Going into this evening’s game against Chelsea, I’m hoping that, having learned the lessons of the opening two games and with another eight days of work on the training pitch behind them, the players will be that bit more fitter, sharper and closer to their best.
It will obviously be another difficult encounter. Chelsea have won their opening two matches after the restart, including a magnificent win over Manchester City, and they have real quality all over the pitch. However, we have already beaten them at Stamford Bridge this season, and their style might just suit us a bit more than playing against the likes of Wolves and Spurs.
I have to say, my old team-mate Frank Lampard – who was starting his career at Upton Park just as I was finishing mine – has done a fantastic job since taking over at Stamford Bridge, and he deserves a lot of credit for the work he has put in. After a fantastic playing career, it would have been very easy for him to sit in a TV studio and watch matches, but he has gone back to the grass roots to do his coaching badges and can certainly hold his head up high with the job he has done so far at both Derby and Chelsea.
It will be interesting to see how David Moyes lines his team up tactically tonight. But I do think that the midfield three of Mark Noble, Declan Rice and Tomas Soucek gives us a little more control and energy in the key area of the pitch. It is a set-up that has generally been used more in our away fixtures but, given the fact that home advantage doesn’t apply anywhere near as much as it usually does, I think it could be that the manager sticks with that approach here at London Stadium.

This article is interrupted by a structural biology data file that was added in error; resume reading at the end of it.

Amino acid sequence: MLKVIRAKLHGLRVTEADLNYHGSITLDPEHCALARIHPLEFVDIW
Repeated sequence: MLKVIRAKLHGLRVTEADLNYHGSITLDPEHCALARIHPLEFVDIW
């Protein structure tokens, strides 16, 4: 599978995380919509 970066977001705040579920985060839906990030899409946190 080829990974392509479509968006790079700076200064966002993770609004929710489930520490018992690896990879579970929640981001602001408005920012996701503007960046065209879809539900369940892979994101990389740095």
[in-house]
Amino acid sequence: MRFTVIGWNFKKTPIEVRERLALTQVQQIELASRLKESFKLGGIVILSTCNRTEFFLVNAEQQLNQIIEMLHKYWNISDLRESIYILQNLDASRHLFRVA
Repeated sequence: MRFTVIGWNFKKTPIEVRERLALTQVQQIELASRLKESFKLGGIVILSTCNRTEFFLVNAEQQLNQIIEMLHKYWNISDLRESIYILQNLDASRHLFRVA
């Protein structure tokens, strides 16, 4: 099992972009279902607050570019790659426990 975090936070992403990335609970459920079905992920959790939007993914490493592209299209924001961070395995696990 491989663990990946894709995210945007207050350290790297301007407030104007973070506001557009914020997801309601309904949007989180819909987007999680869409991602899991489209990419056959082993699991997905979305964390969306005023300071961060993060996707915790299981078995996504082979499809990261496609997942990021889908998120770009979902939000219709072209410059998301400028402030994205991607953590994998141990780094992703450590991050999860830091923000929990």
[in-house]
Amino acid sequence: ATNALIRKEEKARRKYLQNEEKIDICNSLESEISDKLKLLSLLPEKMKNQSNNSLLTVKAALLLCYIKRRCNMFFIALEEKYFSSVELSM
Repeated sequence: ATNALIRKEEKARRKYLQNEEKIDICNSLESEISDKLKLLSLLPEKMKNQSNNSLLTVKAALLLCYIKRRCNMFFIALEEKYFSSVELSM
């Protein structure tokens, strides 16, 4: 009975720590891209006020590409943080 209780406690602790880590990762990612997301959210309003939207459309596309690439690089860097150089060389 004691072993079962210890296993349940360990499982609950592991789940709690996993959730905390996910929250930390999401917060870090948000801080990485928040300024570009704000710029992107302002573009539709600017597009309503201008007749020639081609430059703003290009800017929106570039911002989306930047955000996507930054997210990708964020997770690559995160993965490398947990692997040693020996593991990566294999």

The other crucial factor tonight - and in every remaining match until the end of the season - will be mental toughness. I can not stress how important that is when you are a professional footballer playing at the very highest level. There is a perception that Premier League players have a comfortable, stress-free lifestyle, but you simply don’t reach that level without a huge amount of mental strength.
And at the moment, it’s a different type of mental toughness that the players are used to. Playing in front of thousands of fans of course brings pressure, but that is a scenario you become used to and, when you feel confident and have belief in your form and ability, it is a pressure you can thrive on.